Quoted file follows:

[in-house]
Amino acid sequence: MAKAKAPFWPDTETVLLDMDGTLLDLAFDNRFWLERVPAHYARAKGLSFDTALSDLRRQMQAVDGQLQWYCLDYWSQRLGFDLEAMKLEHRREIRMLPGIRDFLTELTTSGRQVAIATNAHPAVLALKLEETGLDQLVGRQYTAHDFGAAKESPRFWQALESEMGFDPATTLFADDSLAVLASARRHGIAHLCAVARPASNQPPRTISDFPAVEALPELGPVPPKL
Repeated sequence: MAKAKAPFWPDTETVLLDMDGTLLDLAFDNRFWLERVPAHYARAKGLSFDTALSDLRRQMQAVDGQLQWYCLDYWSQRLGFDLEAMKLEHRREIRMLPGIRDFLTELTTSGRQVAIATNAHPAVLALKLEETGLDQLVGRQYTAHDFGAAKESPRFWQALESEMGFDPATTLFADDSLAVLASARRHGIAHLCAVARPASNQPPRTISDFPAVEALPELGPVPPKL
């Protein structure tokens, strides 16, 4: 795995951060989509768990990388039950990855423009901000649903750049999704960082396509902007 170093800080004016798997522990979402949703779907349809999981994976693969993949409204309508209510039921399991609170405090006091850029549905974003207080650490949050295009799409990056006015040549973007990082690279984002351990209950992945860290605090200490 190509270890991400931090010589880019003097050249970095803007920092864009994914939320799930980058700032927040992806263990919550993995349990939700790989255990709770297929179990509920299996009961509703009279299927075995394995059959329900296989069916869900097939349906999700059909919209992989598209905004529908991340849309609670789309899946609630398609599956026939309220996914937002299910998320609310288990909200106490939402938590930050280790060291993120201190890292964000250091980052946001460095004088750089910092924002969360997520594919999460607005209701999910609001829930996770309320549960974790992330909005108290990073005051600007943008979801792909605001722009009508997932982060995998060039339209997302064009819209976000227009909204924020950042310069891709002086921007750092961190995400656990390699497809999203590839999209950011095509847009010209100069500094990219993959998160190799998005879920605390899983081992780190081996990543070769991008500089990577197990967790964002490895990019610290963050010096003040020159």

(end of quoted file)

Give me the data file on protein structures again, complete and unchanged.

[in-house]
Amino acid sequence: MAKAKAPFWPDTETVLLDMDGTLLDLAFDNRFWLERVPAHYARAKGLSFDTALSDLRRQMQAVDGQLQWYCLDYWSQRLGFDLEAMKLEHRREIRMLPGIRDFLTELTTSGRQVAIATNAHPAVLALKLEETGLDQLVGRQYTAHDFGAAKESPRFWQALESEMGFDPATTLFADDSLAVLASARRHGIAHLCAVARPASNQPPRTISDFPAVEALPELGPVPPKL
Repeated sequence: MAKAKAPFWPDTETVLLDMDGTLLDLAFDNRFWLERVPAHYARAKGLSFDTALSDLRRQMQAVDGQLQWYCLDYWSQRLGFDLEAMKLEHRREIRMLPGIRDFLTELTTSGRQVAIATNAHPAVLALKLEETGLDQLVGRQYTAHDFGAAKESPRFWQALESEMGFDPATTLFADDSLAVLASARRHGIAHLCAVARPASNQPPRTISDFPAVEALPELGPVPPKL
């Protein structure tokens, strides 16, 4: 795995951060989509768990990388039950990855423009901000649903750049999704960082396509902007 170093800080004016798997522990979402949703779907349809999981994976693969993949409204309508209510039921399991609170405090006091850029549905974003207080650490949050295009799409990056006015040549973007990082690279984002351990209950992945860290605090200490 190509270890991400931090010589880019003097050249970095803007920092864009994914939320799930980058700032927040992806263990919550993995349990939700790989255990709770297929179990509920299996009961509703009279299927075995394995059959329900296989069916869900097939349906999700059909919209992989598209905004529908991340849309609670789309899946609630398609599956026939309220996914937002299910998320609310288990909200106490939402938590930050280790060291993120201190890292964000250091980052946001460095004088750089910092924002969360997520594919999460607005209701999910609001829930996770309320549960974790992330909005108290990073005051600007943008979801792909605001722009009508997932982060995998060039339209997302064009819209976000227009909204924020950042310069891709002086921007750092961190995400656990390699497809999203590839999209950011095509847009010209100069500094990219993959998160190799998005879920605390899983081992780190081996990543070769991008500089990577197990967790964002490895990019610290963050010096003040020159």